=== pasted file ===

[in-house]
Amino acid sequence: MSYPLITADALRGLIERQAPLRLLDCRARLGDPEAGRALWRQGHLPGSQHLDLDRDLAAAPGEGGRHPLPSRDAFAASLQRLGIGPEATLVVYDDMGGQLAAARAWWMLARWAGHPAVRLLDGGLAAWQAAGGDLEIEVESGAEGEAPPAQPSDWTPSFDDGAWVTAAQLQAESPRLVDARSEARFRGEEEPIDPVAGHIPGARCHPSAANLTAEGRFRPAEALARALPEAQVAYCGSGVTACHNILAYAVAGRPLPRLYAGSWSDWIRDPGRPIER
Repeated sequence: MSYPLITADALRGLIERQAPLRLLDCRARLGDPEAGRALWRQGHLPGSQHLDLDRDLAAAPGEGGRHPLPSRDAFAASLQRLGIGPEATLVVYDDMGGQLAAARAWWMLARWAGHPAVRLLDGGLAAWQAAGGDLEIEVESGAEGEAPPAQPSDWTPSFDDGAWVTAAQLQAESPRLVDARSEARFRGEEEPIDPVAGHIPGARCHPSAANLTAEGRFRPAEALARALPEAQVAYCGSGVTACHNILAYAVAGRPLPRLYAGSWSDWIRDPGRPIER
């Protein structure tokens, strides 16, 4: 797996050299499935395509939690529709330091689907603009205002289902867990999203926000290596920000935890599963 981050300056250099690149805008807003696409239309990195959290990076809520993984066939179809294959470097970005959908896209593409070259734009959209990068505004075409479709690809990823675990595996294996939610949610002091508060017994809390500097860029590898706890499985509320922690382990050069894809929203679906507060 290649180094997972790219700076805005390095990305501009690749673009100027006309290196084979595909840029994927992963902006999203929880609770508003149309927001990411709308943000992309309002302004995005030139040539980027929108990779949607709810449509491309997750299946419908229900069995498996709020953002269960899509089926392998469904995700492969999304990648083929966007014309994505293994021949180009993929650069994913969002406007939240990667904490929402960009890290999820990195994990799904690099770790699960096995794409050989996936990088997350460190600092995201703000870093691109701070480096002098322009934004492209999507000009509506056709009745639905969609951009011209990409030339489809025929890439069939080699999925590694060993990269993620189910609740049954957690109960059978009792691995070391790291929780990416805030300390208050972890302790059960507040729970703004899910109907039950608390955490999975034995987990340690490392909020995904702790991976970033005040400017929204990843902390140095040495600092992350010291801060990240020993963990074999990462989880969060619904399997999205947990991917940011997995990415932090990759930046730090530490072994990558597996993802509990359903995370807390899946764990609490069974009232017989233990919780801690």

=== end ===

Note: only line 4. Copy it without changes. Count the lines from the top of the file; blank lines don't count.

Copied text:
């Protein structure tokens, strides 16, 4: 797996050299499935395509939690529709330091689907603009205002289902867990999203926000290596920000935890599963 981050300056250099690149805008807003696409239309990195959290990076809520993984066939179809294959470097970005959908896209593409070259734009959209990068505004075409479709690809990823675990595996294996939610949610002091508060017994809390500097860029590898706890499985509320922690382990050069894809929203679906507060 290649180094997972790219700076805005390095990305501009690749673009100027006309290196084979595909840029994927992963902006999203929880609770508003149309927001990411709308943000992309309002302004995005030139040539980027929108990779949607709810449509491309997750299946419908229900069995498996709020953002269960899509089926392998469904995700492969999304990648083929966007014309994505293994021949180009993929650069994913969002406007939240990667904490929402960009890290999820990195994990799904690099770790699960096995794409050989996936990088997350460190600092995201703000870093691109701070480096002098322009934004492209999507000009509506056709009745639905969609951009011209990409030339489809025929890439069939080699999925590694060993990269993620189910609740049954957690109960059978009792691995070391790291929780990416805030300390208050972890302790059960507040729970703004899910109907039950608390955490999975034995987990340690490392909020995904702790991976970033005040400017929204990843902390140095040495600092992350010291801060990240020993963990074999990462989880969060619904399997999205947990991917940011997995990415932090990759930046730090530490072994990558597996993802509990359903995370807390899946764990609490069974009232017989233990919780801690």